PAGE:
Featuring the Original Music by Composer Jerry Goldsmith
I see this is going to be yet another casualty of the remake syndrome that our film culture suffers from. Due out in 2013. Don’t get me wrong, there are certain films that can be faithfully re-imagined by the right director/screenwriter and it could add an element of tribute with a contemporary twist that feeds the palate nicely. Perhaps this will be one of them…we’ll see. For now, let’s say that it… won’t have Margot Kidder, Michael Sarrazin, or the heavenly Jennifer O’Neill. All three actors, 70s staples, and fine performers, are engrossing to watch. Sarrazin
(They Shoot Horses Don’t They 1969, Frankenstein, The True Story 1973 The Gumball Rally 1976) has always struck me as a quasi-urbane/ feral cat, sophisticated yet wildly sexy and untamed.Especially with his deeply fluid eyes. And I do LOVE cats!
Yes, I had a huge crush on Michael Sarrazin…I mean look at those lips!
College professor Peter Proud starts to have flashbacks and reoccurring dreams from a previous life. He begins to become drawn to a place that he has never been before yet is so hauntingly and disturbingly familiar. Leaving his girlfriend Nora played by the sexy Cornelia Sharpe behind, he goes on a personal mission to find the truth…
Driven by the cosmic forces that surround his destiny, Peter meets up with his wife Marcia Curtis (Margot Kidder) from his past incarnation. Some how Marcia recognizes in Peter very unique characteristics that are startling to that of her dead husband, Jeff.
Eerily at times, even the sound of Peter’s voice seems to be that of Jeff’s. The film adds a twist of irony and a strain of incestuous actuality when Peter becomes romantically drawn to Ann Curtis played by Jennifer O’Neill, the daughter of Jeff and Marcia. Peter’s daughter from a past life…
Recognizing the implications of the nature of Peter and Ann’s relationship, the anxious and melancholy Mrs. Curtis tries to keep the two young lovers away from each other. But…what is the secret behind the death of Jeff Curtis? And what will happen to Peter in the end?
The film is a soft-core 70s journey into, the psycho-sexual and an indulgence into mysticism. The preoccupation of the 70s with reincarnation and past lives emerging. Peter Proud is a truly, gripping, haunting film directed seamlessly by J. Lee Thompson (The Guns of Navarone 1961, Cape Fear 1962, Eye of the Devil 1966) and written by Max Ehrlich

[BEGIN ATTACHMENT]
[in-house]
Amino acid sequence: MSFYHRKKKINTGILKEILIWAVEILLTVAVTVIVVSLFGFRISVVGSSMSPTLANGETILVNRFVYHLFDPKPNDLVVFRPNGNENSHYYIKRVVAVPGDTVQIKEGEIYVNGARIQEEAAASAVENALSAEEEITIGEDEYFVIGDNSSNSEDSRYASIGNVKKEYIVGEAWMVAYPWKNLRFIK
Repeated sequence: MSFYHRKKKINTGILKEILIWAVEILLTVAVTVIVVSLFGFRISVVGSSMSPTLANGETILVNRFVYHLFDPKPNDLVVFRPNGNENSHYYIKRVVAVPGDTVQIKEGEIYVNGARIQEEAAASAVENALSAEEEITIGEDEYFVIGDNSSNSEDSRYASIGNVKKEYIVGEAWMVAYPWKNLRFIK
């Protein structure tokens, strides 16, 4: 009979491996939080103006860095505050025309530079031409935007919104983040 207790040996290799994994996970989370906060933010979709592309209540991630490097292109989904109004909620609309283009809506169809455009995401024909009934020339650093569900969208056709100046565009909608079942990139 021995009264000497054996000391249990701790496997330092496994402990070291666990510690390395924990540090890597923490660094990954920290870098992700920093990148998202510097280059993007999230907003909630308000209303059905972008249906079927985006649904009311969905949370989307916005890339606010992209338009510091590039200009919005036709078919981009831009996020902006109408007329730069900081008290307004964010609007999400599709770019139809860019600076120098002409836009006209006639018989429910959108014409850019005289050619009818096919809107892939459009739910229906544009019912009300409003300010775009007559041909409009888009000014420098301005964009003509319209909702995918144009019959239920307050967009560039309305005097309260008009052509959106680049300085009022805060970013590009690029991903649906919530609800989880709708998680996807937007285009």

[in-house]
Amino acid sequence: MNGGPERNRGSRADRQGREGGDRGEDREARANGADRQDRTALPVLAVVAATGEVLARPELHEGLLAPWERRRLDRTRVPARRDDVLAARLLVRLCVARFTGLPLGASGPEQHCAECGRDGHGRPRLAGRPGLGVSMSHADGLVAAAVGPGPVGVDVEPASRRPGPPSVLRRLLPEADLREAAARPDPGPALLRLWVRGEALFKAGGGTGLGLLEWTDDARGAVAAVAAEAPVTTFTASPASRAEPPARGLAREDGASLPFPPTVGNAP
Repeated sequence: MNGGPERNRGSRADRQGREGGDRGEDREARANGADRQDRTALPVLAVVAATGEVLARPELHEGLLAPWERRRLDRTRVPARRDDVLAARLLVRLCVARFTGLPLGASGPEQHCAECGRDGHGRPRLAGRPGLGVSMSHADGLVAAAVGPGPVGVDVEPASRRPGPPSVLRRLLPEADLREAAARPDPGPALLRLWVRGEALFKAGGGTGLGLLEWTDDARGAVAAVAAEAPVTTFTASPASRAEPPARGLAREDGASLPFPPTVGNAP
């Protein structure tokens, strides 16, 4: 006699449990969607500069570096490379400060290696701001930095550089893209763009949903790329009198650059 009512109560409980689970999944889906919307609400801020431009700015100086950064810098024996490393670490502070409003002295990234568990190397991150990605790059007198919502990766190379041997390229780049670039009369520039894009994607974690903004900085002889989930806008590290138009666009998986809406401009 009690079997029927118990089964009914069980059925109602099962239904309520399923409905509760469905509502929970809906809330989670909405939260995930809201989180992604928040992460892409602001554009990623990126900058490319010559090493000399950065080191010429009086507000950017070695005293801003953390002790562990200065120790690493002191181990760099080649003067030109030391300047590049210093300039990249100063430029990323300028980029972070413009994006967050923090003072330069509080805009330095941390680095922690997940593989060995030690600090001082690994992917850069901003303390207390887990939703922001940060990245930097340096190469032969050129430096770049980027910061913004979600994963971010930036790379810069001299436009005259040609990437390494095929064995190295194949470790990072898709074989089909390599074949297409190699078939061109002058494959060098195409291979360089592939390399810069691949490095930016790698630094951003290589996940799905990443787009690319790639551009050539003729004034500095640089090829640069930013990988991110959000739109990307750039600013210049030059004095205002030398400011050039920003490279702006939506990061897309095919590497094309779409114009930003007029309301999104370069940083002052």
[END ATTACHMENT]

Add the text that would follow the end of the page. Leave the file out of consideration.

One of the superb elements of this fine supernatural suspense/horror film is the musical contribution by legendary composer Jerry Goldsmith.
Goldsmith’s original soundtrack adds such a powerfully indelible layer to the film that makes it for me one of the most memorable films from the 1970s.
Not only is Jerry Goldsmith ONE of my all-time favorite composers, but he has also had a profound effect on me in terms of inspiration growing up as a young singer/songwriter.
Here, in this film, his work is perhaps one of THE MOST beautifully poignant and heart-wrenching pieces of music I’ve ever heard. A transcendent solemnity and delicately exquisite introspective journey of the soul through longing, silence, and eventually an eternal unknowing that lingers….
I could not find a proper theatrical trailer of The Reincarnation of Peter Proud 1975 anywhere, but I still felt it significant to highlight the film’s score as it does set the tone for Peter’s self-awareness, his journey back in time, and toward re-encountering his true self.
So here is a little something from the film. I hope you watch this version before you go and see the re-make slated for 2013.
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